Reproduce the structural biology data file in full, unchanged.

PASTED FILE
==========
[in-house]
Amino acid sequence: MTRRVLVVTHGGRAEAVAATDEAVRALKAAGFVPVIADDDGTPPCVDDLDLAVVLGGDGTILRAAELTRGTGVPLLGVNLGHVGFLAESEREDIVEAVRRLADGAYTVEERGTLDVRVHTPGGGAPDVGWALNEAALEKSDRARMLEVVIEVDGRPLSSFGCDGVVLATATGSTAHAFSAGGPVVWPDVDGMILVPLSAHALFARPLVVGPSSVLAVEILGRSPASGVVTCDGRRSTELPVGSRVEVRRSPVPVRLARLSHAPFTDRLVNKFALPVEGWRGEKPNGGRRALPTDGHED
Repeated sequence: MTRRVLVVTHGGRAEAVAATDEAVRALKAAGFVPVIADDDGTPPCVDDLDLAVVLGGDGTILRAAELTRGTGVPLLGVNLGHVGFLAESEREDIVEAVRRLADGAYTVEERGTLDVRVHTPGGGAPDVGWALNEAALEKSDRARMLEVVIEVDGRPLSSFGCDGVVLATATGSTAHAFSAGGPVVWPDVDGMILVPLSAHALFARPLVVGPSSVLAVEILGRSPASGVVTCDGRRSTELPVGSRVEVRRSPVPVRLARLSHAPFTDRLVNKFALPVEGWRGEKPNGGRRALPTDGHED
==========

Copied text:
[in-house]
Amino acid sequence: MTRRVLVVTHGGRAEAVAATDEAVRALKAAGFVPVIADDDGTPPCVDDLDLAVVLGGDGTILRAAELTRGTGVPLLGVNLGHVGFLAESEREDIVEAVRRLADGAYTVEERGTLDVRVHTPGGGAPDVGWALNEAALEKSDRARMLEVVIEVDGRPLSSFGCDGVVLATATGSTAHAFSAGGPVVWPDVDGMILVPLSAHALFARPLVVGPSSVLAVEILGRSPASGVVTCDGRRSTELPVGSRVEVRRSPVPVRLARLSHAPFTDRLVNKFALPVEGWRGEKPNGGRRALPTDGHED
Repeated sequence: MTRRVLVVTHGGRAEAVAATDEAVRALKAAGFVPVIADDDGTPPCVDDLDLAVVLGGDGTILRAAELTRGTGVPLLGVNLGHVGFLAESEREDIVEAVRRLADGAYTVEERGTLDVRVHTPGGGAPDVGWALNEAALEKSDRARMLEVVIEVDGRPLSSFGCDGVVLATATGSTAHAFSAGGPVVWPDVDGMILVPLSAHALFARPLVVGPSSVLAVEILGRSPASGVVTCDGRRSTELPVGSRVEVRRSPVPVRLARLSHAPFTDRLVNKFALPVEGWRGEKPNGGRRALPTDGHED